Umlauff’s monument is at Leschi probably because it was his first Seattle job in the parks business.  In fact, he no doubt planted the redwood before getting hired by they city of Seattle.  But I have another thesis.  The Leschi of old was his kind of park, one that was ordered, sentimental and thoroughly controlled by the people who used it.  And he worked hard making other parks his kind of park, particularly Seward Park.  His efforts helped undo what the great Olmsted brothers had in mind for Seward Park in their 1903 parks plan.  Umlauff was frequently successful and still drives today’s parks planners crazy. 
Before the Olmsted brothers came to Seattle and created a master plan for the parks in 1903, there was Edward Otto Schwagerl, the parks superintendent who had been hired away from Tacoma in 1892 and had worked on Wright Park and the great Point Defiance Park.  Schwagerl created a comprehensive plan for Seattle’s parks at a time when the city had but one park, Denny, now in South Lake Union, the site of an old cemetery whose fence was falling down. 
Schwagerl’s idea was to have great parks at the four corners of Seattle – at Alki Point in West Seattle, at West Point on the northwest corner of Elliott Bay, at Sandpoint on the northeast and Bailey Point (Seward) on the southeast.  These great parks would be connected by a series of parkways that would wind through the city, punctuated by many smaller parks in between and along the way.  Even though many people loved Schwagerl’s plan, it was so big no one quite knew where to start. 
A bad economy in the form of the Panic of 1893 took care of worrying about how to start Schwagerl’s ambitious plan and Schwagerl left the park system and Seattle in 1895.
Olmsted Parks Foundation
The Olmsted Brothers pulled together many of Schwagerl’s ideas when they came up with their park plan in 1903.  They also incorporated the work of George Cotterill, the assistant to the great city engineer R.H.  Thomson.  Cotterill, who later served as mayor, had developed a proposal for a series of bike pathways through the city that were used by the Olmsteds as the means of connecting the parks they proposed.  The new plan was adopted in 1903.
There was consensus about what to do with the Bailey Peninsula.  Buy it before the loggers got it and keep it that way for the generations who would like to see the mix of old trees that once covered the entire basin and now were gone.  All gone.

Google Maps
The Bailey Peninsula is a drumlin, the name used for land that is created by the movement of a retreating glacial mass.  The Vashon Glacier period covered Seattle with 4,000 feet of ice 15,000 years ago. When the ice retreated, around 13,000 years ago, it formed humpbacked collections of gravel and other rocky debris that point in the direction of the retreating glacier, which is why so many shoreline formations in Seattle point due north.  Over a thousand years, a thin layer of soil had formed and shards of the post glacial forest cover began to take root.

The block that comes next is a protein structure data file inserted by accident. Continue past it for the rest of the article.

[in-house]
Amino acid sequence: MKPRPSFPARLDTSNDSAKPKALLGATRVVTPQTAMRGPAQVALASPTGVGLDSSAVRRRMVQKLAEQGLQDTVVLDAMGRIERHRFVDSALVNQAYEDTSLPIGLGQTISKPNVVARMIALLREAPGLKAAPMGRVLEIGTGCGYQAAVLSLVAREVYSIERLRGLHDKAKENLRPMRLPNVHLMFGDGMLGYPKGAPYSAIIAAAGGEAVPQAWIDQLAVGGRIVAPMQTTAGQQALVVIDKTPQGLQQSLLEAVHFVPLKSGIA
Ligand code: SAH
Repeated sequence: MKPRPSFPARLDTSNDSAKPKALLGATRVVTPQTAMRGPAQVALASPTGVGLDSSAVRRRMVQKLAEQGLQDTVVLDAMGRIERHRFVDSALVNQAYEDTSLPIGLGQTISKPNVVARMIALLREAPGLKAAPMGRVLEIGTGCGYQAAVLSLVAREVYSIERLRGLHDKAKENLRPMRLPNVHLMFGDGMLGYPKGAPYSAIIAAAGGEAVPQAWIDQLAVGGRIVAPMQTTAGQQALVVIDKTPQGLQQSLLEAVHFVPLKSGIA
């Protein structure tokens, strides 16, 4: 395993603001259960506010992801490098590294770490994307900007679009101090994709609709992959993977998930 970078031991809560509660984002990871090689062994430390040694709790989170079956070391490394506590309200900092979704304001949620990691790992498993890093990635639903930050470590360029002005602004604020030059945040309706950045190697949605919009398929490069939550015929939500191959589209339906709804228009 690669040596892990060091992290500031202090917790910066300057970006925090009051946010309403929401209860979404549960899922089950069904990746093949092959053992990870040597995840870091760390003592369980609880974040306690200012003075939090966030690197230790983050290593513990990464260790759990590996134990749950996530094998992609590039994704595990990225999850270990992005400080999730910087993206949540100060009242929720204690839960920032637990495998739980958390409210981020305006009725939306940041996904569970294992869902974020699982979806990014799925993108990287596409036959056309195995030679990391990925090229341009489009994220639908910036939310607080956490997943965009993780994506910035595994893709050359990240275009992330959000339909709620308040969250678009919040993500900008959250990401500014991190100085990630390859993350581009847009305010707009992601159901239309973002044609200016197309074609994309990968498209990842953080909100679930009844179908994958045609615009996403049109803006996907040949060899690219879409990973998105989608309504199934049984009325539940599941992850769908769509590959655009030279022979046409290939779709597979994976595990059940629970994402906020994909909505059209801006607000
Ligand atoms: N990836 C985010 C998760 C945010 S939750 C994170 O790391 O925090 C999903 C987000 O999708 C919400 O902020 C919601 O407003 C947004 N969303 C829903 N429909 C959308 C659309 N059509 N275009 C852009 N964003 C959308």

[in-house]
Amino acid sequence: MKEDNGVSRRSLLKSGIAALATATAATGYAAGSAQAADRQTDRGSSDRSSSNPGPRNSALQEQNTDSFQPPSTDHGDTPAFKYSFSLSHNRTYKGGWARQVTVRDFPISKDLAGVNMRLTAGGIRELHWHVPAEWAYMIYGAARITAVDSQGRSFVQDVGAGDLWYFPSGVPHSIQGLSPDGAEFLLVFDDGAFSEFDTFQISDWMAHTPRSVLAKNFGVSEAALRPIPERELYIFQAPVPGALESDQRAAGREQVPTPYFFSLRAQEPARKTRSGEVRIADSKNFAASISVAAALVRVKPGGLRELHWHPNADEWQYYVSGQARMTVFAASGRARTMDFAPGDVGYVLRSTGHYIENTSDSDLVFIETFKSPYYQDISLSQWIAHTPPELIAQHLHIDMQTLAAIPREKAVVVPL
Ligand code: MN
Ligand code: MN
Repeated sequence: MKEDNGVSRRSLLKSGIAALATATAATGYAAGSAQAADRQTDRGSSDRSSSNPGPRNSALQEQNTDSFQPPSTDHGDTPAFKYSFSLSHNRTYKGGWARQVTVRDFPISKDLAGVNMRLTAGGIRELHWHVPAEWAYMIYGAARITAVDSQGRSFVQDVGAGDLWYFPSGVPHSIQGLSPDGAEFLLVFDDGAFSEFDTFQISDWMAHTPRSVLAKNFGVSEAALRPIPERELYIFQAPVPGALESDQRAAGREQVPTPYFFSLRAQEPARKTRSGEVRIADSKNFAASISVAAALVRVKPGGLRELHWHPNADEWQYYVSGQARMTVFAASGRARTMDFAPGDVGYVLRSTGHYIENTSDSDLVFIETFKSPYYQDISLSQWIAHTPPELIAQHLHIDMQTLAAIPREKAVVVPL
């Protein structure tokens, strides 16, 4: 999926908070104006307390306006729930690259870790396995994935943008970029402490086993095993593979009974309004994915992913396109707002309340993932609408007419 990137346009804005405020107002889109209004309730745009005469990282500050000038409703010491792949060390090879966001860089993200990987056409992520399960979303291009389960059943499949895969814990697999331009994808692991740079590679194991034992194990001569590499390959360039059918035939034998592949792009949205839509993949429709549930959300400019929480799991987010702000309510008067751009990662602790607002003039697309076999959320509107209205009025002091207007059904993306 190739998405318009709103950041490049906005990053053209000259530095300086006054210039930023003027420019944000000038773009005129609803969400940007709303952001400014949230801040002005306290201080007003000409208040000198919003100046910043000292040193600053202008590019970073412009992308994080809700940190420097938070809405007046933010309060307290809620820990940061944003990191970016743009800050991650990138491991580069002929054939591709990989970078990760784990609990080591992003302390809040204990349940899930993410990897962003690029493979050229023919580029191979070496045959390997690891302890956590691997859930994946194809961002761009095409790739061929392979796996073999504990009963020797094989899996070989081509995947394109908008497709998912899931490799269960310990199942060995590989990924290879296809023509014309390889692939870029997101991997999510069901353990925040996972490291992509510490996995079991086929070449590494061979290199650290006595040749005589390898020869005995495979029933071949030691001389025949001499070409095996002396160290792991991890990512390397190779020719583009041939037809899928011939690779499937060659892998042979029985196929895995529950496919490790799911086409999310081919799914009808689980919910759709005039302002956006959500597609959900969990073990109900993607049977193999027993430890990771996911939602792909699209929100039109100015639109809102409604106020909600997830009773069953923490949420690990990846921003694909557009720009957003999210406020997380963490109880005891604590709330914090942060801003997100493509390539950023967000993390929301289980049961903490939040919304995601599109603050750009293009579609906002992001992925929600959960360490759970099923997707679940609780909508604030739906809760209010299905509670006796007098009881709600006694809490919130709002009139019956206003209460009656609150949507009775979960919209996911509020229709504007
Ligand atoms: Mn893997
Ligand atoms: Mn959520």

For some reason the odd-shaped piece of land attracted a lot of interest.  Some speculators wanted to build a toll bridge to Mercer Island and another proposal was to cut a channel at its west end so boats plying Lake Washington would save a few minutes of their busy day.  Its fate, however, was to be one of the anchors of the Seattle park system.  But the Bailey family’s perception of its value was considerably higher than the city’s.  They were asking $2,000 an acre and so it took until 1911 for the city to finally condemn the property and bought it for $322,000, or $1,500/acre.  The purchase came soon after the Alaska-Yukon Exposition in Seattle and of course the first name on the list of names was William Henry Seward, the guy who bought Alaska and, because he did, started modern Seattle.
Seattle Municipal Archives
Even at that time, events conspired to erode the Olmsted dream of Seward Park as a timeless image of the pre-European forest cover.  The city filled in the marshy area in front of the peninsula and the construction of the Hiram Chittenden Locks in 1916 lowered the level of Lake Washington by nine feet which created more land that made access by cars easier.  New shoreline plants appeared and some of the timber died to water stress.  Soon there was a large section of lawn fronting the peninsula. This planting and others that followed nearly wiped out the peninsula’s native grasses.